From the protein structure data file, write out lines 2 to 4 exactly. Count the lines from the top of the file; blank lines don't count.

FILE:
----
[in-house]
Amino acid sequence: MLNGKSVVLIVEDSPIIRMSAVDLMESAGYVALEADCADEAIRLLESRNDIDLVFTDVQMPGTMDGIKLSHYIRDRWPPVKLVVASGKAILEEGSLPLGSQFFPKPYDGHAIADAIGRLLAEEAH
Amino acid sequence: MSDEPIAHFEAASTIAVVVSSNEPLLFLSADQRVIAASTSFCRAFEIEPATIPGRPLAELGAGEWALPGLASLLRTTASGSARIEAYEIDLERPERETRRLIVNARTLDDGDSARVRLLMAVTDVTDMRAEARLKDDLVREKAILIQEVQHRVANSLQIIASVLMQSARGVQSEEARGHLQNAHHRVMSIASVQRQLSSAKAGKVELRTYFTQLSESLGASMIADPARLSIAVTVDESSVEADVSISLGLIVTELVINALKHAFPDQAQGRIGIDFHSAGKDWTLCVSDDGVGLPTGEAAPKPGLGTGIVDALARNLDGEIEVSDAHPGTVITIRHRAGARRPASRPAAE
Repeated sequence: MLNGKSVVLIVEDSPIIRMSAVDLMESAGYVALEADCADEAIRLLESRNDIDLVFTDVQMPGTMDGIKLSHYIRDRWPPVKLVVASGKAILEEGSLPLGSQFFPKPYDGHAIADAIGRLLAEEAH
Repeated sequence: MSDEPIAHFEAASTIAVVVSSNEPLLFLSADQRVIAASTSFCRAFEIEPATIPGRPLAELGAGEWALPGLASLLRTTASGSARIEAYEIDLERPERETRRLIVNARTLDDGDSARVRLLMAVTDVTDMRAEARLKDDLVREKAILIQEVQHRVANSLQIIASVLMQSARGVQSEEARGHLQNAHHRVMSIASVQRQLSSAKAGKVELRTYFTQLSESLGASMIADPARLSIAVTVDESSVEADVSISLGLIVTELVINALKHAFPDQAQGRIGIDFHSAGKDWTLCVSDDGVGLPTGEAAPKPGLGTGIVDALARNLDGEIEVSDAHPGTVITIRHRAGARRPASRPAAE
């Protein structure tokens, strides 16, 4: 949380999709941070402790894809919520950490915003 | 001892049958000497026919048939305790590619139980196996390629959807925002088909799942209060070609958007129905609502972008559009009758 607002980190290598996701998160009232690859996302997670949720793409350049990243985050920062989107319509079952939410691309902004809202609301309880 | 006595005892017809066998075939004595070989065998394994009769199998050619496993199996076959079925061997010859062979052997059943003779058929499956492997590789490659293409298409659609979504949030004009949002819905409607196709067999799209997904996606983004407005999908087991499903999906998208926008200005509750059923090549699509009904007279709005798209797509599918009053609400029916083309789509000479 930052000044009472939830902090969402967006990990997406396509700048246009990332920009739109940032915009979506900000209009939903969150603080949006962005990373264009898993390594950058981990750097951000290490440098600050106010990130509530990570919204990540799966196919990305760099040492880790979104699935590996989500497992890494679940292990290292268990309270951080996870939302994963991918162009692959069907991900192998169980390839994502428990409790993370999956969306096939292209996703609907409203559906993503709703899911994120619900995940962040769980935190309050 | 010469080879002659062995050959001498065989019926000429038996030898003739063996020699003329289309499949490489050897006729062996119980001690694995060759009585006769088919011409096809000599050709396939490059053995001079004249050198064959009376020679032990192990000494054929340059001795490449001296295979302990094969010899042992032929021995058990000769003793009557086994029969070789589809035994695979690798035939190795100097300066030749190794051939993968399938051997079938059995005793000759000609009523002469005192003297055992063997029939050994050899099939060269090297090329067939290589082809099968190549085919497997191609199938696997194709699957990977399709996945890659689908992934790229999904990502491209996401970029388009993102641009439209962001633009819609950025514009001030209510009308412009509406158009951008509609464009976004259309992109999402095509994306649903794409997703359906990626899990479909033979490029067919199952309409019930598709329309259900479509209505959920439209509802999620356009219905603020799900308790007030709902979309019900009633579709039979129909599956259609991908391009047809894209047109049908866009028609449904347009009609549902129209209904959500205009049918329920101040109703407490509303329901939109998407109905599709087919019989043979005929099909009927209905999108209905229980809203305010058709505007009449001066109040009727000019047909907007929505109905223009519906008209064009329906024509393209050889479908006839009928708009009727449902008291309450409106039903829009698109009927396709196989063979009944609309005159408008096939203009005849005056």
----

Amino acid sequence: MLNGKSVVLIVEDSPIIRMSAVDLMESAGYVALEADCADEAIRLLESRNDIDLVFTDVQMPGTMDGIKLSHYIRDRWPPVKLVVASGKAILEEGSLPLGSQFFPKPYDGHAIADAIGRLLAEEAH
Amino acid sequence: MSDEPIAHFEAASTIAVVVSSNEPLLFLSADQRVIAASTSFCRAFEIEPATIPGRPLAELGAGEWALPGLASLLRTTASGSARIEAYEIDLERPERETRRLIVNARTLDDGDSARVRLLMAVTDVTDMRAEARLKDDLVREKAILIQEVQHRVANSLQIIASVLMQSARGVQSEEARGHLQNAHHRVMSIASVQRQLSSAKAGKVELRTYFTQLSESLGASMIADPARLSIAVTVDESSVEADVSISLGLIVTELVINALKHAFPDQAQGRIGIDFHSAGKDWTLCVSDDGVGLPTGEAAPKPGLGTGIVDALARNLDGEIEVSDAHPGTVITIRHRAGARRPASRPAAE
Repeated sequence: MLNGKSVVLIVEDSPIIRMSAVDLMESAGYVALEADCADEAIRLLESRNDIDLVFTDVQMPGTMDGIKLSHYIRDRWPPVKLVVASGKAILEEGSLPLGSQFFPKPYDGHAIADAIGRLLAEEAH